Whereas the absolute value of the probability amplitude encodes information about probabilities, its phase encodes information about the interference between quantum states. This gives rise to the "wave-like" behavior of quantum states. There exist several techniques for generating approximate solutions, however. In the important method known as perturbation theory , one uses the analytic result for a simple quantum mechanical model to generate a result for a more complicated model that is related to the simpler model by for one example the addition of a weak potential energy.

Another method is the "semi-classical equation of motion" approach, which applies to systems for which quantum mechanics produces only weak small deviations from classical behavior. These deviations can then be computed based on the classical motion. This approach is particularly important in the field of quantum chaos. There are numerous mathematically equivalent formulations of quantum mechanics.

Especially since Werner Heisenberg was awarded the Nobel Prize in Physics in for the creation of quantum mechanics, the role of Max Born in the development of QM was overlooked until the Nobel award. The role is noted in a biography of Born, which recounts his role in the matrix formulation of quantum mechanics, and the use of probability amplitudes. Heisenberg himself acknowledges having learned matrices from Born, as published in a festschrift honoring Max Planck. Examples of observables include energy , position , momentum , and angular momentum.

Observables can be either continuous e. This is the quantum-mechanical counterpart of the action principle in classical mechanics. The rules of quantum mechanics are fundamental. These can be chosen appropriately in order to obtain a quantitative description of a quantum system. An important guide for making these choices is the correspondence principle , which states that the predictions of quantum mechanics reduce to those of classical mechanics when a system moves to higher energies or, equivalently, larger quantum numbers, i.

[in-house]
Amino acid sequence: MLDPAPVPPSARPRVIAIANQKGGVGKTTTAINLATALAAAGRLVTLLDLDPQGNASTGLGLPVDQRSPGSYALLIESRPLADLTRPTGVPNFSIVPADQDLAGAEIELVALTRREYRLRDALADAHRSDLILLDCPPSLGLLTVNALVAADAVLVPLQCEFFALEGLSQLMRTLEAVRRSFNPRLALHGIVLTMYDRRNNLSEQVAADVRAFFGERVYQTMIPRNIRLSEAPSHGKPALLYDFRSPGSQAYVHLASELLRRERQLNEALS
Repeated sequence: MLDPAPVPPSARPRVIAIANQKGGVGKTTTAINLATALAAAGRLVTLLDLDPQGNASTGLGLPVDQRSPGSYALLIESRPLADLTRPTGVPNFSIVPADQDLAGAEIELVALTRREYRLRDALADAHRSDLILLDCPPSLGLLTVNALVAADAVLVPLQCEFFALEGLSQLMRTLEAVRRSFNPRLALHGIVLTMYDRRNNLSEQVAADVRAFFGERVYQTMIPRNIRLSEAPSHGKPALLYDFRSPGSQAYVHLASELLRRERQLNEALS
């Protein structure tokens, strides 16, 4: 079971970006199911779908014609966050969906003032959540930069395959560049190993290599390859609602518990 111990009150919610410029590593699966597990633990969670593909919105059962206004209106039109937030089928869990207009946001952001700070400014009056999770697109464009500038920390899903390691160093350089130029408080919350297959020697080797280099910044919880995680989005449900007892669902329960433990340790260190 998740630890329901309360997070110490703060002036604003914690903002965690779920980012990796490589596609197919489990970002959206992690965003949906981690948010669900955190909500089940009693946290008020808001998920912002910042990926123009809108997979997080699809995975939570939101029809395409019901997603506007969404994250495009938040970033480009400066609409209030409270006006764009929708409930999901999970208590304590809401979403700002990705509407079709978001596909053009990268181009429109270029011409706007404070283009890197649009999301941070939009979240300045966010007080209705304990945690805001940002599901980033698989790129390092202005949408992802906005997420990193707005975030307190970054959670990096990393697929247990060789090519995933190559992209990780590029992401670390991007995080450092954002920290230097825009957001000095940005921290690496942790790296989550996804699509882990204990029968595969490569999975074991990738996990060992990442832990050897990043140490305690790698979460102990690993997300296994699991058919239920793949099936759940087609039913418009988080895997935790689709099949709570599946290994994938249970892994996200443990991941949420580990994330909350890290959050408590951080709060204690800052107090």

In other words, classical mechanics is simply a quantum mechanics of large systems. This "high energy" limit is known as the classical or correspondence limit. One can even start from an established classical model of a particular system, then attempt to guess the underlying quantum model that would give rise to the classical model in the correspondence limit.

When quantum mechanics was originally formulated, it was applied to models whose correspondence limit was non-relativistic classical mechanics. For instance, the well-known model of the quantum harmonic oscillator uses an explicitly non-relativistic expression for the kinetic energy of the oscillator, and is thus a quantum version of the classical harmonic oscillator.

While these theories were successful in explaining many experimental results, they had certain unsatisfactory qualities stemming from their neglect of the relativistic creation and annihilation of particles. A fully relativistic quantum theory required the development of quantum field theory , which applies quantization to a field rather than a fixed set of particles.

The first complete quantum field theory, quantum electrodynamics , provides a fully quantum description of the electromagnetic interaction. The full apparatus of quantum field theory is often unnecessary for describing electrodynamic systems. A simpler approach, one that has been employed since the inception of quantum mechanics, is to treat charged particles as quantum mechanical objects being acted on by a classical electromagnetic field.

This "semi-classical" approach fails if quantum fluctuations in the electromagnetic field play an important role, such as in the emission of photons by charged particles. Quantum field theories for the strong nuclear force and the weak nuclear force have also been developed. The quantum field theory of the strong nuclear force is called quantum chromodynamics , and describes the interactions of subnuclear particles such as quarks and gluons. The weak nuclear force and the electromagnetic force were unified, in their quantized forms, into a single quantum field theory known as electroweak theory , by the physicists Abdus Salam , Sheldon Glashow and Steven Weinberg.

These three men shared the Nobel Prize in Physics in for this work.

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124.325 Advanced Quantum Physics (15 credits)